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Could the GOP’s “Casper Milquetoast” turn out to be its surprise standard-bearer in 2012? Former two-term Minnesota governor Tim Pawlenty plans to announce his candidacy any day now, but few Republicans seem to think that Pawlenty has much of a shot against Obama. His bland personality and undistinguished record of accomplishment while in office largely killed his political chances in 2008. Since then, he hasn’t done much new to inspire confidence or to gain significant name recognition outside the Midwest.
But with so many other top GOP prospects either dropping out (Pence and Thune), refusing to run (Christie), reluctant to declare their candidacies (Daniels and Huckabee), or, llike Mitt Romney, already starting to fade, the unpleasant task of trying to unseat a still personally popular President Obama could well fall to “T-Paw” (or, as he’s increasingly known among Democrats, “Tea-Paw”).
Pawlenty’s all but signalled his intention to run. He just gave a highly-publicized mini-speech blasting the administration’s policy towards Egypt and Libya – in New Hampshire no less – on the heels of recent appearances before influential Christian conservative groups in Iowa. Even more significant perhaps, the Des Moines Register reported on March 9 that Mike Huckabee’s former top political advisor in Iowa, Eric Woolson – the man credited with allowing the former Arkansas Gov. to pull off an upset win there in 2008 – is joining Pawlenty’s strategy team.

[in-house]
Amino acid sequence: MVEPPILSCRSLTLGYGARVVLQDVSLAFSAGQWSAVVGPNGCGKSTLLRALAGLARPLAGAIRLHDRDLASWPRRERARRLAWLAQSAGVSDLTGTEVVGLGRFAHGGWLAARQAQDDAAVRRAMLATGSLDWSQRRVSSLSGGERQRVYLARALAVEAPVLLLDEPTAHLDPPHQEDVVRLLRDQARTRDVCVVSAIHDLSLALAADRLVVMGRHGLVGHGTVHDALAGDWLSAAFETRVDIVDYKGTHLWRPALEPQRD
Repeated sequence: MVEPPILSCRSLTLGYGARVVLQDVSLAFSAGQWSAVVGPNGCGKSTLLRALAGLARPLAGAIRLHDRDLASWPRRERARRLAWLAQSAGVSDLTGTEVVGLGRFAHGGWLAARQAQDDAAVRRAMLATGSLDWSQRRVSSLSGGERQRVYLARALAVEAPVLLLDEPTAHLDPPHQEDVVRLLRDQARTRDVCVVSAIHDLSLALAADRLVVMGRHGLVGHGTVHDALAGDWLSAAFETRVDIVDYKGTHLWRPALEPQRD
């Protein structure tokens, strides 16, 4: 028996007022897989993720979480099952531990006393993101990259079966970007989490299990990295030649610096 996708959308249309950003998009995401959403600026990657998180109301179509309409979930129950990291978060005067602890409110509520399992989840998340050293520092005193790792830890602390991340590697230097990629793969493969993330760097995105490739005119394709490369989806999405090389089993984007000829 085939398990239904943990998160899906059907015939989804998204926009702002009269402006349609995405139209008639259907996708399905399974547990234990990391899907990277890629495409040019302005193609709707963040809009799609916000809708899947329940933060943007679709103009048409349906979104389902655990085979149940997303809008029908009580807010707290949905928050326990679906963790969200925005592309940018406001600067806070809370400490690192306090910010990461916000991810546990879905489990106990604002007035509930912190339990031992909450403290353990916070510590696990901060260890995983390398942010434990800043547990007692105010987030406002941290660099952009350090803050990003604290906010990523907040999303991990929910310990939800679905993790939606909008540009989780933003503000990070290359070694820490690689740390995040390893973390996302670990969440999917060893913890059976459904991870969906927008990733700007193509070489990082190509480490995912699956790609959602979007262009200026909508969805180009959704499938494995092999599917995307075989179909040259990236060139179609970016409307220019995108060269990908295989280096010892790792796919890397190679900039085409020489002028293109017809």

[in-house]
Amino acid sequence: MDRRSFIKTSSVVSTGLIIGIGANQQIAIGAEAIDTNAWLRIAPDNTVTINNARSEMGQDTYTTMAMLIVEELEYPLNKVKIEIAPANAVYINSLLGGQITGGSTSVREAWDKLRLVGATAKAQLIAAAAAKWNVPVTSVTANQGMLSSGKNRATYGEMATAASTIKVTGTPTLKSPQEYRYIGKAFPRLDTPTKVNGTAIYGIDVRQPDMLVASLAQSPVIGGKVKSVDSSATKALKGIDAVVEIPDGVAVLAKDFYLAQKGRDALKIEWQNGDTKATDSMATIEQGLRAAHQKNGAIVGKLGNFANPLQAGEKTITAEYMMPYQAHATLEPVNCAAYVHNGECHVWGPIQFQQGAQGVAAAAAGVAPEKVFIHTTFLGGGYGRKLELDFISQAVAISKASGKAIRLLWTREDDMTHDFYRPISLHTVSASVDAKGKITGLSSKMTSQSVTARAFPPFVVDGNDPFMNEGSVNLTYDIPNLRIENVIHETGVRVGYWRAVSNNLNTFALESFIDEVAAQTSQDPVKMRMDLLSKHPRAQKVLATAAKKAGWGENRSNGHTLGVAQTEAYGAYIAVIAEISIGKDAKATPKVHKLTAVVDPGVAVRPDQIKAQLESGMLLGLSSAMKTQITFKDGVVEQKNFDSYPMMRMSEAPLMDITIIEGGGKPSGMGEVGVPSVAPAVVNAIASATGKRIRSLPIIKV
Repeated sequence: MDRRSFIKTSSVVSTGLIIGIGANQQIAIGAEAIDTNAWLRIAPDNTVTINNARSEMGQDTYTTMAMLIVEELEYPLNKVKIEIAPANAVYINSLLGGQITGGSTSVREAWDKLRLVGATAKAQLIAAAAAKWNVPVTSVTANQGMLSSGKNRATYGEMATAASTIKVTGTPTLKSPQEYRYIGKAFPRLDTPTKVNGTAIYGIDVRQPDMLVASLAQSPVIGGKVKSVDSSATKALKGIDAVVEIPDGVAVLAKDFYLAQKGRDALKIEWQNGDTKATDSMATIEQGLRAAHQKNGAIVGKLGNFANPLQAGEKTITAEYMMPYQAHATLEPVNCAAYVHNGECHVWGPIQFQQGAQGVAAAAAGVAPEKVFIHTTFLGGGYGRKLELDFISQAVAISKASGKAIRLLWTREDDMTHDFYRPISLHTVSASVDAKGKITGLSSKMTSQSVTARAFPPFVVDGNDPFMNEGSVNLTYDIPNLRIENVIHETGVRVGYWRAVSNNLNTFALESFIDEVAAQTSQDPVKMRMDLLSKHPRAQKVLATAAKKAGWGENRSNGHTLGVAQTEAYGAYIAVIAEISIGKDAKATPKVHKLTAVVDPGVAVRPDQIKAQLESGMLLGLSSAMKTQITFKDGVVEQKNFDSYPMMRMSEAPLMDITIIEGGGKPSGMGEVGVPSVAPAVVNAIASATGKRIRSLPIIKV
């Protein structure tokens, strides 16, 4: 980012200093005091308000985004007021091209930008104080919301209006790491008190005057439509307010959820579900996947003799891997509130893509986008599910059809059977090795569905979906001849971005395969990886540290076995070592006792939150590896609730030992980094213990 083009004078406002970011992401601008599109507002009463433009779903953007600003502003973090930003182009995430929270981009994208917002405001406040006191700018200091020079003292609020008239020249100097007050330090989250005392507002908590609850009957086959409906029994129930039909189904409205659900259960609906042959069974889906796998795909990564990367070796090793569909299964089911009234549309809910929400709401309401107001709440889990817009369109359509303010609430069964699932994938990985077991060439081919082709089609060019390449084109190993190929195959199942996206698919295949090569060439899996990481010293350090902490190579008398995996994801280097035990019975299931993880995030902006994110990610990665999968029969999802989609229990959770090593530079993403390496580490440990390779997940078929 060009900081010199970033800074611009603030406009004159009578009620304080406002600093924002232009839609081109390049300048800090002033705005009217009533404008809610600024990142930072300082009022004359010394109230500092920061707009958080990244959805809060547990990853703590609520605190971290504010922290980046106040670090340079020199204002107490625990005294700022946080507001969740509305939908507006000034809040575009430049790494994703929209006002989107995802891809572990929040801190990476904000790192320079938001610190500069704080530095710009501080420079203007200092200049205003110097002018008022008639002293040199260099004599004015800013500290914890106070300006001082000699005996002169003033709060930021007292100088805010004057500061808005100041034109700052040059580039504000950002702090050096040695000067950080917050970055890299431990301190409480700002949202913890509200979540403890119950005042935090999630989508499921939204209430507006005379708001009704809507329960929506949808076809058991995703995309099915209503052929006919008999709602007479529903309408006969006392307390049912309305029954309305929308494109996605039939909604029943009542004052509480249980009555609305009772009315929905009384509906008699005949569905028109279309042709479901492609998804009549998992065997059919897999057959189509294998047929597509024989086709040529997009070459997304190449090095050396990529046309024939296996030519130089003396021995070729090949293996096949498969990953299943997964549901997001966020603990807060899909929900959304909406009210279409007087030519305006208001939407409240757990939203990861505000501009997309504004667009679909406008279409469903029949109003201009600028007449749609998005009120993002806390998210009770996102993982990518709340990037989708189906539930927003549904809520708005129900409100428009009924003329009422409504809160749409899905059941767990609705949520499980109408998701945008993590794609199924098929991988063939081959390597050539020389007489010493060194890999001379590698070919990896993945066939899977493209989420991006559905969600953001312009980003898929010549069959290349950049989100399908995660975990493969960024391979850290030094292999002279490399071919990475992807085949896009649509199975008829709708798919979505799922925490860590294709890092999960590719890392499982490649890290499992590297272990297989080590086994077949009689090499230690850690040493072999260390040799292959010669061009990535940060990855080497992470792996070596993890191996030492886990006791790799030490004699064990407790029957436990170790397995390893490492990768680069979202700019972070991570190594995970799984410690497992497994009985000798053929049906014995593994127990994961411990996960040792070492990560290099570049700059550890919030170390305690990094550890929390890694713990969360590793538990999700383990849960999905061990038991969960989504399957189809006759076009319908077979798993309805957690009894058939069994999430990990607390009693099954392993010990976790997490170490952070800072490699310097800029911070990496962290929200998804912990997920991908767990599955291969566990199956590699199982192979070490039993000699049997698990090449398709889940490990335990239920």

Pawlenty actually began gearing up for the 2012 campaign last summer. He was the first GOP candidate in Iowa to form a state political action committee to attract campaign donations and to establish a political infrastructure. He also retained the services of well known and widely regarded national GOP operatives such as Terry Nelson and Sarah Taylor, who helped George Bush win re-election in 2004 and who have strong ties to the party’s moderate wing. Not coincidentally, both Nelson and Taylor originally hail from Iowa.
And unlike Huckabee – who’s publicly bemoaned his notorious fundraising troubles as one reason he may not run this year – Pawlenty’s been positioning himself to attract big money. His PAC’s Minnesota co-chairs – former Target CEO Bob Ulrich, Voyager Bank CEO Tim Owens, and Marvin Windows president Susan Marvin – are thought to be key conduits to the major national campaign donors Pawlenty needs to match Mitt Romney’s campaign war chest. Romney’s counting on an early win in New Hampshire – where he enjoys a commanding lead in the polls – to cushion a possible follow-up defeat in Iowa, and to allow him to compete in the remaining primaries.
But Pawlenty potentially has a leg up: unlike Romney, and nearly every other prospective GOP contender, he has yet to alienate one of the party’s two main wings – which in a party this divided, could well leave him the last man or woman standing, let alone running, next year.